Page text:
* Craft areas in the laundry room and even on their own. House #5 had two entries from the garage. One came through a HUGE laundry room and the other came through a room that was equipped for art and hobbies. It was just incredible. There was a huge work station in the middle, a potter’s wheel and kiln to one side, and walls of organizational cubbies and shelves for every manner of supplies.
* Hard wood floors have rough/non-shine surfaces.

The Good, The Bad, and The Ugly
Summer 2013 126* Two houses have Kitchens off of kitchens. This is in addition to having walk-in pantries. These kitchens have the ability to handle some serious cooking, baking, and entertaining. Just amazing.
* Barn wood is everywhere: on walls, on counter tops (yes, on counter tops), on doors, just everywhere. Nearly every house has what I call a sliding barn door. It is a door hung on a rail that slides along the wall. Made of heavy wood with heavy steel hardware, I am just not sure what to think of this trend. It is interesting to look at, and even functional in a few situations, but mostly I think it’s a fad. Five years from now these heavy doors will be screaming “This house was built in 2013!”
* These houses are all built by the areas leading builders. They are gorgeous and stylized. But even in this circumstance there are a couple of homes that fall flat. The colors seem off with dark cabinets, the tile choice seems average, they are nice homes, but just not in the running with the quality of the better homes on the tour.

Summer 2013 115My favorite idea? The recycling shoot that is in the pantry of one house. Open a little door and drop your recycling down a shoot that ends in the rolling recycling cart in the garage. How brilliant is that?

The Street of Dreams is great fun and this year’s tour does not disappoint. How often do you get inside of such spectacular real estate? Now is your chance. I highly encourage you to attend.

Summer Real Estate Tidbits

  • DucksAccording to the latest Market Action Report for the Portland area “Closed sales in the Portland metro area for July 2009 eclipsed last July’s total by 8.6%, marking the first time same-month closed sales have increased since April 2007.  Pending sales also grew 8.3%.  New listings dropped 25.4% .  Comparing July 2009 with June 2009, closed sales increased 11.9% (1,988 v. 1,776) and pending sales were up a slight 0.3% (2,170 v. 2,164). New listings fell 8.2% (3,907 v. 4,257).”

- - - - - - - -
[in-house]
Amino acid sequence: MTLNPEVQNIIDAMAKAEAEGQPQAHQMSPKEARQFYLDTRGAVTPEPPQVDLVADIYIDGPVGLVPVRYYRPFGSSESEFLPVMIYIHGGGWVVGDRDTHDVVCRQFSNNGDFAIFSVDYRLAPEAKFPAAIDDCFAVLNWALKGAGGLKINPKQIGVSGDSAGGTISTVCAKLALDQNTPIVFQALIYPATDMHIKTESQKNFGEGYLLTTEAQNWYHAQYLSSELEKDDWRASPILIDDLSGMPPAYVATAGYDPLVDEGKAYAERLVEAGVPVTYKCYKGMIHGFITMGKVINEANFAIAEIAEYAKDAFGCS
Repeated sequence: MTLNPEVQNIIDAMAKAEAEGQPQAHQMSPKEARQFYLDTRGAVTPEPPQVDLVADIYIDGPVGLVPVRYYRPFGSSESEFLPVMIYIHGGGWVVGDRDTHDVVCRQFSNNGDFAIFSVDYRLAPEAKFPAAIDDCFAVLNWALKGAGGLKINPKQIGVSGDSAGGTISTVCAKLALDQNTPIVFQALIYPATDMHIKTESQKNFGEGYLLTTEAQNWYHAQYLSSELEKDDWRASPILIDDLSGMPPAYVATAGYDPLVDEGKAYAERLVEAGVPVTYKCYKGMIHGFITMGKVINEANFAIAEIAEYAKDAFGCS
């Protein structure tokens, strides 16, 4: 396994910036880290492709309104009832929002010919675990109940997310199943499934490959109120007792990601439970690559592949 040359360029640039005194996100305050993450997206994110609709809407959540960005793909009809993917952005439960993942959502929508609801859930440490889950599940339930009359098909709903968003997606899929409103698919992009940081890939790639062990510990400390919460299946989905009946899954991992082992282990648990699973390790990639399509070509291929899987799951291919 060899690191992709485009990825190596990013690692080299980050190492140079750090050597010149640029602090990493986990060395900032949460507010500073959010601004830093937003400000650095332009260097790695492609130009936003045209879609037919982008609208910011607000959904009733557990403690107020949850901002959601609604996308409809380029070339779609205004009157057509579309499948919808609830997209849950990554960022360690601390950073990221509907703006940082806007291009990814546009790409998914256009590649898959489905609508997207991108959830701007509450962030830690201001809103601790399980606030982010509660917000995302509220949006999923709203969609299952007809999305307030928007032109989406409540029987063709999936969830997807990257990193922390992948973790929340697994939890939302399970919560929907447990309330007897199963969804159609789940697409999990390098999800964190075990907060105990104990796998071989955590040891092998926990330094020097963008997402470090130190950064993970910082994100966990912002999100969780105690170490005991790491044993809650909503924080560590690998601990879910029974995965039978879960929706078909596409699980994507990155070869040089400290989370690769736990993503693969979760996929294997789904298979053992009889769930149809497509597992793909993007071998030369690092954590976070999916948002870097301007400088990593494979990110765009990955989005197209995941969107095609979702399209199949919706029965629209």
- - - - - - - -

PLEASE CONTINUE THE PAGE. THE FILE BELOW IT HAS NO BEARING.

• RMLS now offers a “Short Sale” search field for Agents to search using this criteria.  It seems as though Agents are slow to be updating their listings to reflect this, but once all records are updated, this should be a helpful tool.
  • Amtrak may soon be cruising through Lake Oswego if feasibility and other studies yield positive results. The opportunity has come about as a direct result of avaiable funds from the 2009 American Recovery and Reinvestment Act, which has earmarked $8 billion for high-speed rail.  It appears that going this route would be less expensive than repairing the line AMTRAK is currently using, which takes it through Oregon City.  The benefits also reportedly include projected increased ridership, increased timliness, and reduced carbon emissions. This change would replace the Oregon City stop with one in Tualatin.  ODOT has decided to apply for the funds to do a 2-year Environmental Impact Study.
  • The NW Natural 2009 Street of Dreams is underway, running from August 1 – 30.  This year is a little different than most in that it showcases four premier condo home developments in Portland’s “Pearl District”, including nine incredible penthouses ranging in price ffrom $1 to $2.5 million.  This year also focuses on LEED standard and eco-friendly building.  Check it out and buy your tickets at: http://www.streetofdreamspdx.com/home/home.php
  • Lake Oswego is in the middle of discussions with citizens regarding proposed “Sensitive Lands” changes.  To learn more about sensitive lands & view an FAQ page on this subject, visit: http://www.ci.oswego.or.us/plan/Nature/FAQ_Handout_080609.pdf Opinions run the gamut and there is currently lively debate on all sides.